3. This interests me immensely! I will not be able to let my hens forage freely after knee surgery. For a month after back surgery, someone will feed them. This fodder system will make it easy for someone to give them food they need.

  4. Would it be possible to homegrow all the food the hens need? Or would it be cheaper to buy chicken food from the store (in bulk)?

    (I don’t have chickens!)

    • It’s possible but not on a small urban lot like ours. Even if I had a farm with a big pasture I think I’d still have some feed on hand as a supplement.

    • Always good to hear from you PP. There’s one in the current issue but it’s a bit scarce on details. It’s actually why I asked this question.

  5. We have just started sprouting Barley for our 6 hens and are very pleased so far. We do free range our hens when we can but are in Canada and with a foot of snow and very frozen ground this is not possible for many months of the year. We would also recommend looking at Jack’s bucket system and Sarah at fmicrofarm (listed above), also has a similar simple system. We actually haven’t had time to build any shelving – just decided to dive in with it, got the bag of barley and are sprouting it in recycled clear plastic trays (with holes punched in the bottom to drain) in our kitchen. They are just sitting on window sills at the moment. Others have reported mixed reviews re. how the ir chickens took to it at first but ours seem to love it. We are paying $33.00 a bag for organic feed ($13.00 for the bag of barley and of course produces many times more food when sprouted) so we certainly welcome this opportunity to save and give the hens a very high level of nutrition at the same time. We are still giving 1/2 the amount of reg. feed with the barley fodder. Have really enjoyed your blog and books!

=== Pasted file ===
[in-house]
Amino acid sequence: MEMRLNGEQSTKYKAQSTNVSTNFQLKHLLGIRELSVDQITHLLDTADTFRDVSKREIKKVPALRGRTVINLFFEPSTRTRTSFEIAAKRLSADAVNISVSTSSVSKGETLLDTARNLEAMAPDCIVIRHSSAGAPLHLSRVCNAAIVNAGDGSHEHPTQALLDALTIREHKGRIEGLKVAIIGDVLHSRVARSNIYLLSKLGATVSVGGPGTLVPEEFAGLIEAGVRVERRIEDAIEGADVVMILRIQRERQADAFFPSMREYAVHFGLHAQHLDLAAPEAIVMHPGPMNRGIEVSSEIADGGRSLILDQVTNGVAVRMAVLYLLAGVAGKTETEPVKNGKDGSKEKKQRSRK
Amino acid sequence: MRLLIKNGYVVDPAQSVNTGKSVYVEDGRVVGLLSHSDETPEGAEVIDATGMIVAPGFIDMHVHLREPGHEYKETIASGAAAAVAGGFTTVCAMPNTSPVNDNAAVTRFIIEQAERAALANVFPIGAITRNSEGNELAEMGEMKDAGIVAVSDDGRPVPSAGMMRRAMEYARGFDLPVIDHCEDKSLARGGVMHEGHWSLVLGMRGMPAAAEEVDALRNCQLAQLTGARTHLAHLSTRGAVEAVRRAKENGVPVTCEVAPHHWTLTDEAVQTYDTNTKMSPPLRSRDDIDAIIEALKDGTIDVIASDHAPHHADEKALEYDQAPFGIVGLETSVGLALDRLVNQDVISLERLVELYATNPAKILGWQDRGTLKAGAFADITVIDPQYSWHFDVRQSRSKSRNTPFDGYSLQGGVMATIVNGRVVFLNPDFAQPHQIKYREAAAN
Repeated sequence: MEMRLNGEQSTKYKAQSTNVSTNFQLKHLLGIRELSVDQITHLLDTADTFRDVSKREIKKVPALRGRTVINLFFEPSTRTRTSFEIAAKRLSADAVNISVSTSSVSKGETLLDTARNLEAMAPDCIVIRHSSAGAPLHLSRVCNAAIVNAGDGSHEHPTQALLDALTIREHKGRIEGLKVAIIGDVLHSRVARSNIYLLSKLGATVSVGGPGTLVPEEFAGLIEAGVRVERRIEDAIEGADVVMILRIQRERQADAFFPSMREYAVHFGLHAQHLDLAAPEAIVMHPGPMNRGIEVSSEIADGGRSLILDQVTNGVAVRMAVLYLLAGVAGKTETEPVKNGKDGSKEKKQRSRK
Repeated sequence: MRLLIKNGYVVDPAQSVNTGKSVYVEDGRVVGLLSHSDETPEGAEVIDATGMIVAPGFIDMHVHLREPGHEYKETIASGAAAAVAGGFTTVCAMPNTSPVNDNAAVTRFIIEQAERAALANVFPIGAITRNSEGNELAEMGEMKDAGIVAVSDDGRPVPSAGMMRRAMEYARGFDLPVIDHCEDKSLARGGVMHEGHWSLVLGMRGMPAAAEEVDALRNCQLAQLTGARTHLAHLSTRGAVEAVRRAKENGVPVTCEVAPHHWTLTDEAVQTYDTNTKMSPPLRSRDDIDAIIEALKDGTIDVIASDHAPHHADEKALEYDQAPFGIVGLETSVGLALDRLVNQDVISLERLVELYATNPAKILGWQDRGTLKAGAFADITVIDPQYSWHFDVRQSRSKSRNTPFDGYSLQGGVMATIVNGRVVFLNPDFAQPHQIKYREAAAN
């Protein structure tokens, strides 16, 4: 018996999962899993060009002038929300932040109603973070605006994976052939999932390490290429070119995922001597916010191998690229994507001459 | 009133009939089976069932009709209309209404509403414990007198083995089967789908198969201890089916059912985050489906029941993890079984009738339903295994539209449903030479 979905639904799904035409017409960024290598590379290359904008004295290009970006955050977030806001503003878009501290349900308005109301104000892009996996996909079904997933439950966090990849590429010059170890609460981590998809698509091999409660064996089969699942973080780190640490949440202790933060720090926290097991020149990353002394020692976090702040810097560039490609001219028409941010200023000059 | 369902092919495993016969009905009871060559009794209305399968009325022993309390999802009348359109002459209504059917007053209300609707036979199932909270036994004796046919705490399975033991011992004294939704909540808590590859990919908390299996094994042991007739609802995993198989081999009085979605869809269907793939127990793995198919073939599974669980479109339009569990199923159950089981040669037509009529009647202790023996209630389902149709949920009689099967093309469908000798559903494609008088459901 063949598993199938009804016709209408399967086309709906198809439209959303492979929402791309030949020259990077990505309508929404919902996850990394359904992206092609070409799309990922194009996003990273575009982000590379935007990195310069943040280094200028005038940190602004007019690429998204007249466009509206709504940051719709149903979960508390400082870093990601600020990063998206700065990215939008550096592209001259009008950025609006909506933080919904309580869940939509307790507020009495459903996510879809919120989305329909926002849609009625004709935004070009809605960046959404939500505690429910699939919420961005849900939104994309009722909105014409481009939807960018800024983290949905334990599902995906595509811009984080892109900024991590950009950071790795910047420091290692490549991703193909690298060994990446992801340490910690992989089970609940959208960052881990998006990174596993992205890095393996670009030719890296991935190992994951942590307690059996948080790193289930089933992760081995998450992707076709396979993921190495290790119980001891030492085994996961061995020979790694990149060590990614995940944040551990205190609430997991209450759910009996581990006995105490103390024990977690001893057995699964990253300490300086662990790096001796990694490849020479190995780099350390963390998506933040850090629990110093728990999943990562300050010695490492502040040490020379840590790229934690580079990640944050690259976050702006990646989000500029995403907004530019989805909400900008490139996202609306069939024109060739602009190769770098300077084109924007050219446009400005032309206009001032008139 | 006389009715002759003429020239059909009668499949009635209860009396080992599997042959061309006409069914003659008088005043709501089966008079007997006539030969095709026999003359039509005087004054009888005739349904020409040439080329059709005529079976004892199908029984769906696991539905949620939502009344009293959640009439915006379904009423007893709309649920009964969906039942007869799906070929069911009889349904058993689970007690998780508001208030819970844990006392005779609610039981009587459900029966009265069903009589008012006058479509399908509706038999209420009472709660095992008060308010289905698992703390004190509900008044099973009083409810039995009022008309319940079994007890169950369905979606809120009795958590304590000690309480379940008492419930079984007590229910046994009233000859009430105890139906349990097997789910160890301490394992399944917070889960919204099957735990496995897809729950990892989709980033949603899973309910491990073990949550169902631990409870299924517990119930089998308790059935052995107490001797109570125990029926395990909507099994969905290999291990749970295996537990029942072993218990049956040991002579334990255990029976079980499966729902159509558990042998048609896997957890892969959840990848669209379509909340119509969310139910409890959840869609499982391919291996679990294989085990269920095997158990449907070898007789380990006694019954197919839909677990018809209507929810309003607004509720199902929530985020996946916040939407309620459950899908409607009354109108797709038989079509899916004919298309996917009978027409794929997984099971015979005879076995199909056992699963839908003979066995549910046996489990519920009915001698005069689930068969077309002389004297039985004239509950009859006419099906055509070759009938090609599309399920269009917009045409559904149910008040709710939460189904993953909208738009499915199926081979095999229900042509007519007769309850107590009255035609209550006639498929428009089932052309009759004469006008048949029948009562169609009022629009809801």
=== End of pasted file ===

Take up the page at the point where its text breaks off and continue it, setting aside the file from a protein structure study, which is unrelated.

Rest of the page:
6. Howdy, We grew wheat grass, barley grass and pea shoots- well we ate the pea shoots too- for 7 hens to keep them happy through snowy VT winters. We didn’t use a big system, just a series of seedling trays (I think we ended up settling on a rotation of 9-10 trays) on a wire shelving unit with LED grow lights suspended on one layer when the light from the window was not enough. (Remember the seeds don’t need the light while sprouting, also we pre-soaked all the seeds) Once we got it going it was really not more than a couple of minutes at most of care a day. Definitely worth it!